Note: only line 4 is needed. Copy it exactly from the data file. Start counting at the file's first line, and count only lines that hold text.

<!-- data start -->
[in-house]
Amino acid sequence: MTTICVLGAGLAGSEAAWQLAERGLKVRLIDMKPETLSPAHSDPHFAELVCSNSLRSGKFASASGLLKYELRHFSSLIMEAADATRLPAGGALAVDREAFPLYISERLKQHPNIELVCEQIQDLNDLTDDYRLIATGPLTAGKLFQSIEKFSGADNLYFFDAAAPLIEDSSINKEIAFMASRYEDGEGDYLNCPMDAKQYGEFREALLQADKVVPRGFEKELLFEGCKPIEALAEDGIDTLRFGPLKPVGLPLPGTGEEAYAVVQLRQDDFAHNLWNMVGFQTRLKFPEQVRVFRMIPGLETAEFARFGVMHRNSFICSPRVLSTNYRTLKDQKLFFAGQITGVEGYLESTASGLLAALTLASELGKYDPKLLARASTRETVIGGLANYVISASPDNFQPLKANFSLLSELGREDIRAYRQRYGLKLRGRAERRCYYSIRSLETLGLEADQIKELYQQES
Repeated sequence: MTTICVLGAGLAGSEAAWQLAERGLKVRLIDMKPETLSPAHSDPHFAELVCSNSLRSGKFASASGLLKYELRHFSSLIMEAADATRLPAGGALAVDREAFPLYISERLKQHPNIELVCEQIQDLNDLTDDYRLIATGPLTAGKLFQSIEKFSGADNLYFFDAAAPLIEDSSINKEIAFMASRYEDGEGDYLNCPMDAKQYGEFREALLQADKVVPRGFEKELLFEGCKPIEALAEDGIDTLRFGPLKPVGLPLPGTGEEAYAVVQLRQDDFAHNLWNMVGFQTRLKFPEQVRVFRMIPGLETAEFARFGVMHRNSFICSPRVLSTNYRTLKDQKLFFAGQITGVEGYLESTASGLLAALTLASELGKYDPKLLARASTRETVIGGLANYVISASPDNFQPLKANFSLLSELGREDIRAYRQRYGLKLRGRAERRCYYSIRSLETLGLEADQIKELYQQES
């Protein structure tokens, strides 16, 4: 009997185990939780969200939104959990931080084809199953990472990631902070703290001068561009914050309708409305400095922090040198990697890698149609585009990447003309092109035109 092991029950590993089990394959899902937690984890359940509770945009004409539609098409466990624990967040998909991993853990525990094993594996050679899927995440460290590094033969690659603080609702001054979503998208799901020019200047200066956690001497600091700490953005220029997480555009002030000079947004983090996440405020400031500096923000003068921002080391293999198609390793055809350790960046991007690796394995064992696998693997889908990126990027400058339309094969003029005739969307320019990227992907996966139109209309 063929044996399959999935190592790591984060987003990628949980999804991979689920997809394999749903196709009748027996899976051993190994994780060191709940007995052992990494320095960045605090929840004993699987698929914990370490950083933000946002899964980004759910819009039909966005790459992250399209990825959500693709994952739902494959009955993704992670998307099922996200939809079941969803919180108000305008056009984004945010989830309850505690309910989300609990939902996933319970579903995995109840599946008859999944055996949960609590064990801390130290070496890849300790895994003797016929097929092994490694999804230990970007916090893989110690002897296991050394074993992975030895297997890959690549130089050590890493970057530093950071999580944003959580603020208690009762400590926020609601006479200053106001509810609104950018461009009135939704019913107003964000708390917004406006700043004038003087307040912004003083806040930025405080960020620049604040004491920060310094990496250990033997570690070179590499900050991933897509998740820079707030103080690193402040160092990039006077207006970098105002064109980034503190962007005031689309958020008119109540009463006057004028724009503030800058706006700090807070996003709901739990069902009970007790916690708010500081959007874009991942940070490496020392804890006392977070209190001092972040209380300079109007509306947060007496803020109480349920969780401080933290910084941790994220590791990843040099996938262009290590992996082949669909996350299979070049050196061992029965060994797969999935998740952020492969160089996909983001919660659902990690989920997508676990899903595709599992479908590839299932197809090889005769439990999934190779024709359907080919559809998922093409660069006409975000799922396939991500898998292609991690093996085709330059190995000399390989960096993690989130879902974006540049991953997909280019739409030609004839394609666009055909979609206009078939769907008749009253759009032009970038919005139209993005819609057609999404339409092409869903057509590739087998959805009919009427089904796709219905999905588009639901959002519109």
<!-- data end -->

């Protein structure tokens, strides 16, 4: 009997185990939780969200939104959990931080084809199953990472990631902070703290001068561009914050309708409305400095922090040198990697890698149609585009990447003309092109035109 092991029950590993089990394959899902937690984890359940509770945009004409539609098409466990624990967040998909991993853990525990094993594996050679899927995440460290590094033969690659603080609702001054979503998208799901020019200047200066956690001497600091700490953005220029997480555009002030000079947004983090996440405020400031500096923000003068921002080391293999198609390793055809350790960046991007690796394995064992696998693997889908990126990027400058339309094969003029005739969307320019990227992907996966139109209309 063929044996399959999935190592790591984060987003990628949980999804991979689920997809394999749903196709009748027996899976051993190994994780060191709940007995052992990494320095960045605090929840004993699987698929914990370490950083933000946002899964980004759910819009039909966005790459992250399209990825959500693709994952739902494959009955993704992670998307099922996200939809079941969803919180108000305008056009984004945010989830309850505690309910989300609990939902996933319970579903995995109840599946008859999944055996949960609590064990801390130290070496890849300790895994003797016929097929092994490694999804230990970007916090893989110690002897296991050394074993992975030895297997890959690549130089050590890493970057530093950071999580944003959580603020208690009762400590926020609601006479200053106001509810609104950018461009009135939704019913107003964000708390917004406006700043004038003087307040912004003083806040930025405080960020620049604040004491920060310094990496250990033997570690070179590499900050991933897509998740820079707030103080690193402040160092990039006077207006970098105002064109980034503190962007005031689309958020008119109540009463006057004028724009503030800058706006700090807070996003709901739990069902009970007790916690708010500081959007874009991942940070490496020392804890006392977070209190001092972040209380300079109007509306947060007496803020109480349920969780401080933290910084941790994220590791990843040099996938262009290590992996082949669909996350299979070049050196061992029965060994797969999935998740952020492969160089996909983001919660659902990690989920997508676990899903595709599992479908590839299932197809090889005769439990999934190779024709359907080919559809998922093409660069006409975000799922396939991500898998292609991690093996085709330059190995000399390989960096993690989130879902974006540049991953997909280019739409030609004839394609666009055909979609206009078939769907008749009253759009032009970038919005139209993005819609057609999404339409092409869903057509590739087998959805009919009427089904796709219905999905588009639901959002519109």